The convicted wifekiller granted a new trial after a judge found his original defense attorney was incompetent is facing a second jury trial but it appears likely it won’t happen until later this year or possibly the next.
Quincy Dean Norton Sr., of Daly City, 35, was ordered back to court July 30 to set a new trial date. The trial date will give newly appointed attorney Lisa Maguire more time to familiarize herself with the case.
Maguire could not be reached for comment on how closely the second trial will mimic the first and the importance of issues raised during the motion for new trial such as lab results from a kitchen knife at the scene that the original defense attorney did not have retested.
Norton has been in custody on no-bail status since his arrest in the July 22, 2006 killing. When he faces a new trial, more than three years will have passed since the death of Tamika Norton. As with the first, the second jury must determine if Norton stabbed his estranged wife while their three children were in nearby rooms or if somebody else, like his girlfriend, is a more likely culprit.
Norton was found guilty May 15, 2008 after a three-week trial which pitted Norton’s story of finding his wife dead against a prosecution case including the testimony of his two oldest children and his wife’s family. The defense implied Norton’s girlfriend, Anitra Johnson, had a hand in the murder but in the end jurors sided with the prosecution’s theory that Norton stabbed his wife multiple times after she filed for divorce and asked that he have limited contact with their three children.
During the trial, one son said he went to his mother’s room in response to the scream and saw his father holding her down. The child did not remember seeing a weapon or blood before his father ordered him back to his room. Both boys said the elder Norton came out of the bedroom and told them to get dressed before going to McDonald’s in East Palo Alto for breakfast. Norton dropped the children off at another house and evaded police more than a month before police arrested him at a San Jose bus stop. He testified during trial that he fled out of fear someone would kill him on sight.
Daly City police found Mack Norton’s body after family members grew concerned because she did not attend the friend’s funeral which she had organized and for whom she had taken a collection.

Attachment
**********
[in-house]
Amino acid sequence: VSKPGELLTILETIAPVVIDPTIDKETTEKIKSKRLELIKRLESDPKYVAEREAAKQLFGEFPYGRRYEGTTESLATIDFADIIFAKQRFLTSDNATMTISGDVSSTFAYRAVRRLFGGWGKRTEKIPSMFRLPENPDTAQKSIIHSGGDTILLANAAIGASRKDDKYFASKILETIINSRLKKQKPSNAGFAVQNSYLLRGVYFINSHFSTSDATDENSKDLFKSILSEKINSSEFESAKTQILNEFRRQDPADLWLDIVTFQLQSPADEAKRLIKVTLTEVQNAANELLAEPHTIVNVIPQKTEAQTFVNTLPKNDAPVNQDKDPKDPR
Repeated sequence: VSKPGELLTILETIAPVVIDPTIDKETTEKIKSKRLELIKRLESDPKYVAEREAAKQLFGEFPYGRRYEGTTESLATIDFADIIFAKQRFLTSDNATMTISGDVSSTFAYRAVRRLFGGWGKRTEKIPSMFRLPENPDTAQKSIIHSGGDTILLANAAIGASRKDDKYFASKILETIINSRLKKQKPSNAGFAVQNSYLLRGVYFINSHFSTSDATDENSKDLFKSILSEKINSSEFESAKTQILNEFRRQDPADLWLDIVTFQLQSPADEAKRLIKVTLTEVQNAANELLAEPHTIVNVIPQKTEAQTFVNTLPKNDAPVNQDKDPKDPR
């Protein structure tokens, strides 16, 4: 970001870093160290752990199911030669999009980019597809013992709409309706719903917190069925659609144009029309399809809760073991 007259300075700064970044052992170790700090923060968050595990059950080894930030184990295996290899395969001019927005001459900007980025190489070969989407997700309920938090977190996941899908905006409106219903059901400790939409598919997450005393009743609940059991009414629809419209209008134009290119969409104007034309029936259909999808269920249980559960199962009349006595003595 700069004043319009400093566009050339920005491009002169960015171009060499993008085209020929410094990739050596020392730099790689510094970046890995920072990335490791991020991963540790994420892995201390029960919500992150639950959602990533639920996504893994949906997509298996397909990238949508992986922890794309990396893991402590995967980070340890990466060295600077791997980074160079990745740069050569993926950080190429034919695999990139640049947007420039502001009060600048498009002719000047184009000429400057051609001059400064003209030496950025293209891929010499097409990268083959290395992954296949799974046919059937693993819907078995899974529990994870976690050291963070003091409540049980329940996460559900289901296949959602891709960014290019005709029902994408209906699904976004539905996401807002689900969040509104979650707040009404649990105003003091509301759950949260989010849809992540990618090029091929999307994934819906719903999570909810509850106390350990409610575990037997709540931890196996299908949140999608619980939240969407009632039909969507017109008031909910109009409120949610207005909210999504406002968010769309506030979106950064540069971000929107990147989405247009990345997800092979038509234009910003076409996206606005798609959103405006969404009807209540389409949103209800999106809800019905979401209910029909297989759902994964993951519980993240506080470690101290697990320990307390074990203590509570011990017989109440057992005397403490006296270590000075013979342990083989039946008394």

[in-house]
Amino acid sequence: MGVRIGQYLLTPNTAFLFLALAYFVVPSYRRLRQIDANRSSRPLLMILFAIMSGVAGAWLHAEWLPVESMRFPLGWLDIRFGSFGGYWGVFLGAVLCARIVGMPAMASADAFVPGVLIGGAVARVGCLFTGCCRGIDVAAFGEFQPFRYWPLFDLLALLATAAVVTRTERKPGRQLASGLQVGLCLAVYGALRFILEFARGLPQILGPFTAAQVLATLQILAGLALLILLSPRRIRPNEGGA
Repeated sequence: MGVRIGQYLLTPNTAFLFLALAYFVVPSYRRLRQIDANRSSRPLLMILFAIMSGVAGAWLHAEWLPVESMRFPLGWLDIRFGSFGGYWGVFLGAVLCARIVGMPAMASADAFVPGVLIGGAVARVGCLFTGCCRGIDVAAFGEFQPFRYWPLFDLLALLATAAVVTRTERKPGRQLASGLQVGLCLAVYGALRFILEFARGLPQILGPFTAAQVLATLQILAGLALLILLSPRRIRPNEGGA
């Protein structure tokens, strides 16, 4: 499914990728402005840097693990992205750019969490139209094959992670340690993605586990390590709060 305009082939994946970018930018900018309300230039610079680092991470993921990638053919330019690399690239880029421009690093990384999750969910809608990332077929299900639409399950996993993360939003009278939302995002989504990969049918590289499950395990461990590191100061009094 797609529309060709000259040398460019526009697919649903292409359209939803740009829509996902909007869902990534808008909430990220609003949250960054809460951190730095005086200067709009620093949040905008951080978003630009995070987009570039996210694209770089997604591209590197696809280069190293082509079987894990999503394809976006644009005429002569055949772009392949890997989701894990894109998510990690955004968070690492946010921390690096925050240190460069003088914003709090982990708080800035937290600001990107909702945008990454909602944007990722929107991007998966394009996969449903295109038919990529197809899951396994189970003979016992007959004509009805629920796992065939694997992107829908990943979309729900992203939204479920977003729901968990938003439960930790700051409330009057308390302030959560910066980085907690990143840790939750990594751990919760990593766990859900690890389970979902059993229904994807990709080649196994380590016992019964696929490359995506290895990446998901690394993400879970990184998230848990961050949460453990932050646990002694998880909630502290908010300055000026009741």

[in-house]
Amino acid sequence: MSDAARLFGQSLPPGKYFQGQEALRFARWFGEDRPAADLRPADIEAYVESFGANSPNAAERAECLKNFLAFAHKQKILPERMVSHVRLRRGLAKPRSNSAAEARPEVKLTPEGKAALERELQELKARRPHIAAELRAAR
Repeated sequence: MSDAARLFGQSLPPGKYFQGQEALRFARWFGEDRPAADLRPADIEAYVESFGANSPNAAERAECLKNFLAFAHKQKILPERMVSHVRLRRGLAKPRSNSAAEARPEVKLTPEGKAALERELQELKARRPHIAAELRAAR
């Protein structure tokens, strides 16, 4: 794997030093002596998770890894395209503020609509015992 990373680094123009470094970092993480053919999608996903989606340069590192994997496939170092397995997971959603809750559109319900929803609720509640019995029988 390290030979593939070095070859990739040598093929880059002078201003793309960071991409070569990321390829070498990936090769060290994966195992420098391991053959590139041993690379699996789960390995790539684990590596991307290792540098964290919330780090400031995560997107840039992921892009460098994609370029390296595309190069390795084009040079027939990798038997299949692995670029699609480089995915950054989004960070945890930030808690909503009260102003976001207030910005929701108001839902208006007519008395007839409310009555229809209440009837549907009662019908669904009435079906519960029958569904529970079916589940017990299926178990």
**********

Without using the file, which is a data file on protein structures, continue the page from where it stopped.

In late May, more than a year after Norton’s conviction, he was granted a new trial after Judge Craig Parsons found his privately retained attorney Pat Fox did not provide adequate counsel. Fox’s refusal to continue last May’s murder trial and re-test a potential murder weapon for DNA left Norton without a fair trial, according to the court.
During a two-day hearing for a new trial, Norton’s post-conviction attorney Mitri Hanania implied Fox was worried that her retainer was inadequate and wouldn’t push for more time and testing because it would come out of pocket. She denied that, saying defense does not provide her primary support. Fox also acknowledged not retesting a specific kitchen knife that tested positive for DNA not excluding Norton’s girlfriend, Anitra Johnson. Hanania said that knife could have been the murder weapon although the prosecution during the original trial argued otherwise. Fox, freed of the attorney-client privilege by the court, said an expert had warned her testing the knife in question could implicate Norton by not excluding him from a DNA mixture on its handle. The first test only turned up signs of Johnson, who Fox implicated as the killer during the trial. Rather than risk turning attention back to her client, Fox said she knowingly allowed the wrong lab work to stand and that Norton knew of the strategy.
If Norton is convicted again of the same charges, he faces 26 years to life in prison on charges of first-degree murder and the use of a knife.
Michelle Durand can be reached by e-mail: email@example.com or by phone: (650) 344-5200 ext. 102.